Listing brokers determine cooperating compensation, either an amount or percentage. However, the issue has been a frequent topic of discussion in today’s market of thin listings and high buyer demand.
Dear Joey: How does cooperating compensation work?
ORLANDO, Fla. – Dear Joey: I recently encountered a buyer’s agent who refused to show my listing unless I increased the offer of cooperating compensation. I was told to “tell my seller to raise the compensation.” – Curious One
Dear Curious One: We’ve been seeing your question more frequently in this historic market.
Cooperating compensation is determined by the listing broker, not the seller. However, the seller has the right to know what the compensation will be for a cooperating brokerage before entering a listing contract.
Standard of Practice 1-12 of the Realtor® Code of Ethics states: “When entering into listing contracts, Realtors must advise sellers/landlords of “the Realtor’s company policies regarding cooperation and the amount(s) of any compensation that will be offered to subagents, buyer/tenant agents, and/or brokers acting in legally recognized non-agency capacities …”
The MLS requires the offer of compensation to be entered into the MLS either as a dollar amount or a percentage of overall compensation.
I liken cooperating compensation to a contractor who charges homebuyers a set price to build the buyer’s dream home. The sale price includes the contractors profit margins, expenses and the cost for bringing in tradesmen to do the electrical, plumbing and carpentry.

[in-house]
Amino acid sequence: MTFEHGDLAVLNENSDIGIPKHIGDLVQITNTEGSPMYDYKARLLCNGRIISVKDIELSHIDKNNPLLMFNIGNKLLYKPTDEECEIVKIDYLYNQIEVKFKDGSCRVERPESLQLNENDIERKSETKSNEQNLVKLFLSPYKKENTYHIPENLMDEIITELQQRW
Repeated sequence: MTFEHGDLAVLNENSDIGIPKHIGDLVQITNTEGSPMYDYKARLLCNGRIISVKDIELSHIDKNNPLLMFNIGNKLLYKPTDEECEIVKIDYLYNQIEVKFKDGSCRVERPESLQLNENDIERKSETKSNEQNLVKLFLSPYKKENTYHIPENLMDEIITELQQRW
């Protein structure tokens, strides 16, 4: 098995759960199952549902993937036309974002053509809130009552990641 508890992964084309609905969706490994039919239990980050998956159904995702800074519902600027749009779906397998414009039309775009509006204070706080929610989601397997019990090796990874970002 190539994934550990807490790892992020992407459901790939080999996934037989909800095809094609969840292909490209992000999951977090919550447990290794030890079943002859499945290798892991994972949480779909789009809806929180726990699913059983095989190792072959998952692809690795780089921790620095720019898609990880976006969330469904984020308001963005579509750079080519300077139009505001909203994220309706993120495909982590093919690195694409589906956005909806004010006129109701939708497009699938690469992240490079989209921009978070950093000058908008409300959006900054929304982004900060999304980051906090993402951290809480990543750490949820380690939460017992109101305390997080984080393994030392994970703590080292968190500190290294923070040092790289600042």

The same goes for cooperating compensation, the amount offered in cooperation to sell the listing broker’s listing, which is paid through the proceeds of the sale. And, at the conclusion of the transaction, the listing broker pays the cooperating broker for being the procuring cause.
It’s unethical for an agent to deliberately refuse to show a property based on cooperating compensation. This could potentially be a violation of Article 1 of the Code of Ethics, which says when representing a buyer, seller, landlord, tenant or other client as an agent, Realtors pledge to promote and protect the best interest of their client.
With that said, Realtors are obligated to treat all parties in a transaction honestly. So, if I am working with a buyer, and I conveniently fail to inform my buyer that I have found a property that checks the boxes on the buyer’s “wish list,” have I been honest? It boils down to self-dealing plain and simple.
If you want to make more money and you do not want to spend time on a listing because it doesn’t pay enough, refer the buyer to another brokerage and collect a referral fee.
Taking this scenario a step further: If the buyer’s agent shows the property and refuses to submit the offer unless the listing broker increases the offer of compensation, we could be talking about a violation of Article 16, more specifically, Standard of Practice 16-16, which clearly states Realtors shall not use the terms of an offer to purchase to modify the listing broker’s offer of compensation.
To sum up, it’s important to reiterate that, ultimately, the listing broker negotiates their compensation with the seller and then offers part of that as the cooperating compensation. This cooperating compensation can be more; it can be less; it can be equal to the amount the listing broker collects for services rendered. The listing broker decides, period.
We all want what’s best for our business and clients. It’s important to remember, regardless of which side of the transaction you work, you can cooperate and get the job done – a win, win for everyone!
Joey Sale is the Director of Local Association Services for Florida Realtors
Note: Advice deemed accurate on date of publication
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